In their article "The Negative Effects of Positive Reinforcement in Teaching Children with Developmental Delay," Biederman, Davey, Ryder, and Franchi (1994) sought to determine "the relative efficiency of hand-over-hand (active) instruction versus passive observation" (p. 460). Passive observation was contrasted with hand-over-hand instruction with and without verbal reinforcement. The finding of Biederman et al. was that "the verbal reinforcement used in the interactive modeling accounted for poor performance" (p. 462). They concluded from this finding that verbal reinforcement, in combination with interactive modeling strategies, may produce confusion in children with language and learning difficulties; the child may be uncertain about exactly what behavior is being reinforced, or the reinforcement may serve to distract the child from what is for him or her, a difficult sequence of behavior" (p. 464).
In this response, I assert that Biederman et al. (1994) have misunderstood the phenomenon of reinforcement. At issue is the definition and measurement of the independent and dependent variables that have led to an unwarranted conclusion. I maintain that their finding cannot be functionally related to the independent variable they called "positive reinforcement" and described as "verbal feedback and other sorts of reinforcement" because they did not use measurement tactics that were able to document the phenomenon of reinforcement.
THE PROBLEM OF DEFINITION
There is an old adage that begins, "If it looks like a duck, sounds like a duck, walks like a duck ..." This adage (in all its variants) is commonly used to make the case that if something appears as it appears, then it probably is the thing it appears to be. As a general rule of thumb the adage is probably good advice. As a scientific rule it is insufficient as an explanatory mechanism. My contention is that the criteria one uses to assess phenomena such as reinforcement must be those that define its existence. In defining a duck, zoologists would not be limited to its physical appearance (e.g., shape, size); they would observe its behavior (e.g., quacking, waddling) and at times assess its structure and biology (e.g., skeleton and blood chemistry). There are two necessary and sufficient criteria used in examining the phenomenon of reinforcement: its operational description and its process or functional effect. "As an operation, reinforcement refers to the occurrence of a consequence subsequent to a behavior. As a process, reinforcement refers to the increase in responding as a function of the occurrence of the consequence" (Cooper, Heron, & Heward, 1987, p. 257). The existence of either criteria without the other inhibits an analysis of reinforcement.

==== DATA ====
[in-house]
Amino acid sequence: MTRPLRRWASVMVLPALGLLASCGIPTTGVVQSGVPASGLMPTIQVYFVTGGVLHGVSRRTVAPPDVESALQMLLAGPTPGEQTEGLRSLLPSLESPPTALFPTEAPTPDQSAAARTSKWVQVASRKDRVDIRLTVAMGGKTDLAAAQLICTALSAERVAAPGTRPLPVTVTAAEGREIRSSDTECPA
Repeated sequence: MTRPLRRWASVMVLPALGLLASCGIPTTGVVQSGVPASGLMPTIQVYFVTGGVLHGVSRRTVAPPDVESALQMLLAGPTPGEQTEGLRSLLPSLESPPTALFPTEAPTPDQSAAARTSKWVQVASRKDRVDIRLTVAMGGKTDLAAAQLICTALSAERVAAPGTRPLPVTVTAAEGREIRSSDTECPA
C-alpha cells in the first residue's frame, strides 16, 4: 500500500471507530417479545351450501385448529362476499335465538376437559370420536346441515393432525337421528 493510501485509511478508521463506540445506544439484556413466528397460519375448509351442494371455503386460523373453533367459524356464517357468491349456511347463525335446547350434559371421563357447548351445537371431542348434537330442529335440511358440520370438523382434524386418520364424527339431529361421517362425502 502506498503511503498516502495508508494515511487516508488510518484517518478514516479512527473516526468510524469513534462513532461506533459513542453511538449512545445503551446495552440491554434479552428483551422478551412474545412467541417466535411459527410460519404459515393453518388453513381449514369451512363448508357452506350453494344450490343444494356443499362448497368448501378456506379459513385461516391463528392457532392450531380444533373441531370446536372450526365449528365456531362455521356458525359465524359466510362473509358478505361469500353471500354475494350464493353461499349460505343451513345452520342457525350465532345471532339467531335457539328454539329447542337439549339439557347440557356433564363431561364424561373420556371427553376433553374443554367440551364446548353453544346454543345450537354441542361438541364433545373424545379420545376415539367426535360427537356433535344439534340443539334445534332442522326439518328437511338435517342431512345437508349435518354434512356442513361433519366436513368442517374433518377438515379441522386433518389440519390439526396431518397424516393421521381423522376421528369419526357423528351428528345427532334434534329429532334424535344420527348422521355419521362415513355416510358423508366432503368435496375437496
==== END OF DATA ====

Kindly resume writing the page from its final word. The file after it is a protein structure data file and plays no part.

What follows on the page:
Consequences that increase behavior are called reinforcers (Cooper et al., 1987). In contrast, consequences that decrease the probability of occurrence of a behavior are termed punishers; and the phenomenon is termed punishment. Reinforcement and punishment are commonly confused and misunderstood. Part of the problem lies in the failure to use the term reinforcement for the phenomenon when behavior increases following the contingent application of a reinforcer, and the term punishment for the phenomenon when behavior decreases following the contingent application of a punisher. Often, if it looks like reinforcement, and sounds like reinforcement, it is assumed to be reinforcement. However, the only criteria that adequately define reinforcement (or punishment) are (a) the temporal relation between the behavior and its reinforcer and (b) the effect that consequences have on the occurrence of behavior (Alberto & Troutman, 1990; Cooper et al., 1987; Malott, Whaley, & Malott, 1993; Martin & Pear, 1983; Skinner, 1953). Thus the theme of this commentary is: "It may look and sound like a reinforcer, but unless it increases the frequency of the behavior it follows, it's not a reinforcer. …